Can You Love Too Many People?

Does Withholding Love Ever Work?

Can you love too many people?

I don’t mean, can you be “in love” with more than one person at a time?

Nor do I mean, can you love “too much” in unhealthy ways?

Instead, what I mean is this: Is it possible to love too many different kinds of people, those unlike you as well as those similar to you in beliefs and culture?

We all know Jesus said the greatest command is to love God and love people.

But when we do love, why sometimes is it “God’s people” who get the angriest about it? They (we?) may say, “Love the sinner, hate the sin” but what ‘sinner’ has ever felt loved by that philosophy?

Sometimes people will cut you off if you love more people than they want you to, especially if those you love are the “wrong” kind of people. They might even withdraw their own love from you to bring you back in line.

This is meant to incentivize you to change who you love.

But does this ever work?

Ground Rules for a Better Way

How do we make friends with people who are different from us anyway?

I just finished a most interesting book on creating friendships among seeming opposites. It’s The Doubters’ Club: Good-Faith Conversations with Skeptics, Atheists, and the Spiritually Wounded by Preston Ulmer.

The Doubters’ Club itself (not the book) is an actual gathering of different kinds of people who meet together in different cities to have respectful discussions with each other. It began in Denver, Colorado, as a conversation between two friends, one an atheist and one a Christian.

Ulmer says that the goal of the Doubters’ Club is “to model friendship with people who think differently and pursue truth together. Period.” It’s not to convert each other to their own ideologies. There are no ulterior motives.

From Ulmer’s perspective, it’s a way for believers to find common ground with unbelievers using doubts.

Is there a Doubters’ Club in your city? (See locations here.) Not in mine. I wish there were.

But Ulmer says the Doubters’ Club isn’t really about doing new things. Rather, “it’s a new way to do everything.” It’s a lifestyle of interacting with people differently, to be a bridge instead of a barrier.

And we can do that anywhere, anytime.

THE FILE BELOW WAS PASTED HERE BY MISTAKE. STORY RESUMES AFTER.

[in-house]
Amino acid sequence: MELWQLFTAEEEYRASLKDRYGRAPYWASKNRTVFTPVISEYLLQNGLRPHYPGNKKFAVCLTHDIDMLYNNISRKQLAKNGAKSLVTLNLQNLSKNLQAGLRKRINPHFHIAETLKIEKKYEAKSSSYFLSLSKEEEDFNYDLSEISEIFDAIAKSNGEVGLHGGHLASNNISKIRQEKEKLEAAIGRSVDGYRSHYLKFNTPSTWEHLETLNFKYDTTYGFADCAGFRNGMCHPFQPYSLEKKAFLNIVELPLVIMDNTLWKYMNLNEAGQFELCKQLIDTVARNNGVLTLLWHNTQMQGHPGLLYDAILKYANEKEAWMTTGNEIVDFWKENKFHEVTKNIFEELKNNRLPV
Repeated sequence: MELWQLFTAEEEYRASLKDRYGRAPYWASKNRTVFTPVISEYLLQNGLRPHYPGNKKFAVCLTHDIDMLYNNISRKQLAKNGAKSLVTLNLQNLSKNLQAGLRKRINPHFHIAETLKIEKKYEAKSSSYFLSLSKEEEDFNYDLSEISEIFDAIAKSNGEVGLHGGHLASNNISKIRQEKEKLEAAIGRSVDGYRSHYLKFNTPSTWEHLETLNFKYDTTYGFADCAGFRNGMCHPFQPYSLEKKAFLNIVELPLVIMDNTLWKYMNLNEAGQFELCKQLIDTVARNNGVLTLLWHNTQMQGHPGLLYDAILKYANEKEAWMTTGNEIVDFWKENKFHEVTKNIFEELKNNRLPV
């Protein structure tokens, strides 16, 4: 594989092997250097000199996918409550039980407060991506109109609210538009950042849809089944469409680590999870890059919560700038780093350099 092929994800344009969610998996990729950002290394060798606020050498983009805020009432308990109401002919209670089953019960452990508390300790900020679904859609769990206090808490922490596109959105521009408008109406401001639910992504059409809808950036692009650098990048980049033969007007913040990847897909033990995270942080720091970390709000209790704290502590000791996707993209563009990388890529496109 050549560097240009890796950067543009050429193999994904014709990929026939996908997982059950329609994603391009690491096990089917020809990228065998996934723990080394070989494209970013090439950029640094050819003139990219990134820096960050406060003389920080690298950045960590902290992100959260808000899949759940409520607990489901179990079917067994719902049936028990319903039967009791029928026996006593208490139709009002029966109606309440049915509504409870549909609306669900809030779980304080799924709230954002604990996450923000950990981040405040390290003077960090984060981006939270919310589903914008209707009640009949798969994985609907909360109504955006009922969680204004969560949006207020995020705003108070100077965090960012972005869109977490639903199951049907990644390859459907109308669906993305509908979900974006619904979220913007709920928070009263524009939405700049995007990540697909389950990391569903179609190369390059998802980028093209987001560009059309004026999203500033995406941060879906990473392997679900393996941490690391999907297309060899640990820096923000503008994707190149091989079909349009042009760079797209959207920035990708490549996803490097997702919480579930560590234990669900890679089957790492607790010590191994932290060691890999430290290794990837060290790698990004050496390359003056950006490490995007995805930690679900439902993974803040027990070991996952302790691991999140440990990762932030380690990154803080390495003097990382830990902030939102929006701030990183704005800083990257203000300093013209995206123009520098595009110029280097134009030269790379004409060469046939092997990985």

Here are the five ground rules for the official Doubters’ Club conversations. But they also are rules we can apply to all our conversations:

1. We value respect above being right.
2. We listen without interrupting.
3. We are a safe place.
4. We listen with an open mind.
5. We understand and accept differences of opinion.

Conversations full of spiritual curiosity can lead to committed friendships. To loving each other more, which is God’s goal for each of us anyway.

Grow Among Differences

One of Ulmer’s chapters is titled: “GOD, I’M TIRED OF THIS: The Exhaustion of Only Having Christian Friends.” In this chapter he writes about the disadvantages of having an “us versus them” mentality.

“Only having Christian friends puts you on the defensive when you encounter a doubter, and being on the defensive all the time is exhausting.”

It creates an atmosphere of distrust from both sides.

“Those outside the faith are apprehensive of those inside the faith, while those inside the faith are exhausted by the demands of their own in-group.”

A way to counteract this is to make friends with all kinds of people.

And in doing so, you don’t have to justify your choice, even when it brings criticism from your in-group.

“You do not need to spend needless energy justifying your association with people who are not like you. Instead, expend your energy on those people by being with and for them. The best way to justify your time with those not like your in-group might just be to get crucified by your own in-group.”

We grow from being around those who think differently than we do. We’ve all likely experienced enlightening moments of seeing God in a fresh light when we’re with those least like ourselves.

Committed friendships between nonbelievers and believers help us unlearn what it means to be churched and relearn what it means to be the church. Sometimes we find our beliefs changing —sometimes profoundly —but what always, inevitably changes is our heart.”

And this:

“Initiating conversations that matter is not so that we can create converts. It’s so that we can taste the goodness of God with others, leaving us both craving more.

Make Unending Attempts at Love

There’s a version of Christianity that says love everybody, but also ignore some, exclude others, judge many. Is this love? Does it feel like love to those being ignored, excluded, and judged?

When we’re anti-people, we’re also anti-God.

How can we say we love God if we don’t love people (1 John 4:20)?

Not just love some people. Not just love those inside the flock. But love all people.

“Instead of defending the reputation of the flock, what if we returned to the actions of the Shepherd? The Shepherd whose friendship with sinners was so fierce, he was stereotyped as one of them: ‘The Son of Man came eating and drinking, and they say, ‘Here is a glutton and a drunkard, a friend of tax collectors and sinners’ (Matthew 11:19, NIV).”

Can we love too many people?

I wonder if Jesus would answer like this: Never. It’s impossible to love too many people.

“The mature in Christ make unending attempts at love.”

Look around for the next person to love. You can’t love too many.


Have you ever been criticized for who you are friends with? Share in the comments.

My thanks to NetGalley + Tyndale House Publishers
for the review copy of The Doubters’ Club

24 thoughts on “Can You Love Too Many People?

  1. Joanne Viola

    Those five rules would serve us all some good. Rule #1 has been something I have said for a very long time. We don’t need to agree but we do need to respect one another as people. So very important.